Local Actresses, Directors Worry About Loss Of Film Tax Incentive

The film industry is a booming market in certain parts of our state. Movies filmed in North Carolina were receiving a 25% tax incentive, but this year's state budget takes that incentive away.

It has many in the industry worried about what could happen next. Chris Maney is the Director of Black Gate Pictures, which is currently filming The Hollow Oak in Onslow County. He feels like it's a giant step back.

"I feel like I'm so close to getting my foot in the door finally into the industry. Right when I'm right there, it was snagged away from me," says Maney. "They are taking our incentive away and this is causing the productions just to move."

In 2010, then-Governor Beverly Purdue signed a 25% refundable tax credit into law, hoping to attract the film industry to North Carolina. Governor Pat McCrory has made a switch for the upcoming year, allocating just $20 million to an industry that used $60 million in 2013.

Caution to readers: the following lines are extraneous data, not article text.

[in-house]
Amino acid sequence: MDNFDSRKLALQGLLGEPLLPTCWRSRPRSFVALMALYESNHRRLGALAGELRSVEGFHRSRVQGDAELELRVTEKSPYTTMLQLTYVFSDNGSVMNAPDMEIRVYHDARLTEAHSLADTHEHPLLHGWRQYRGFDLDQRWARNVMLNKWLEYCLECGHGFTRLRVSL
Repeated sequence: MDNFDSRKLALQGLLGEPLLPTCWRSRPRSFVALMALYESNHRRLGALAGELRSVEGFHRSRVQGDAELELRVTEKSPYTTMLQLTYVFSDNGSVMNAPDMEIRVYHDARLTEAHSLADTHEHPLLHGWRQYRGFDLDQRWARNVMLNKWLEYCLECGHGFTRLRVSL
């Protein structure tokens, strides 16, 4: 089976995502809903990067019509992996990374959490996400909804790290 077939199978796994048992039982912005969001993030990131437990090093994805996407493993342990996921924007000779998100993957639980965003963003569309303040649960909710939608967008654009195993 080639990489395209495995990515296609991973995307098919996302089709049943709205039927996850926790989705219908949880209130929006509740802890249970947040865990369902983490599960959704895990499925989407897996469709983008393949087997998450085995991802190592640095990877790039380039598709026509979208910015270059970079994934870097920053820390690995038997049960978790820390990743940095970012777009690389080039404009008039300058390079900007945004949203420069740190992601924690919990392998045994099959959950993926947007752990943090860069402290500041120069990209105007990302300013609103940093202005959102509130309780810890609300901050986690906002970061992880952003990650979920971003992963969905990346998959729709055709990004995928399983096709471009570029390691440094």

Actress Samantha Katelyn says those in the industry who wanted to stay local may have to move.

"The film crews are local to North Carolina. These are people who, most of them got their degrees at UNCW and are able to work in North Carolina with film," says Katelyn. "I mean, if they don't give us our incentive it means that people who are already here, who created a life will here for film, will be moving because there is no money to be made."

According to the Motion Picture Association of America, the North Carolina film industry has employed more than 12,000 people including crews, casts and production. Recent movies filmed in the state include The Hunger Games and Iron Man 3.


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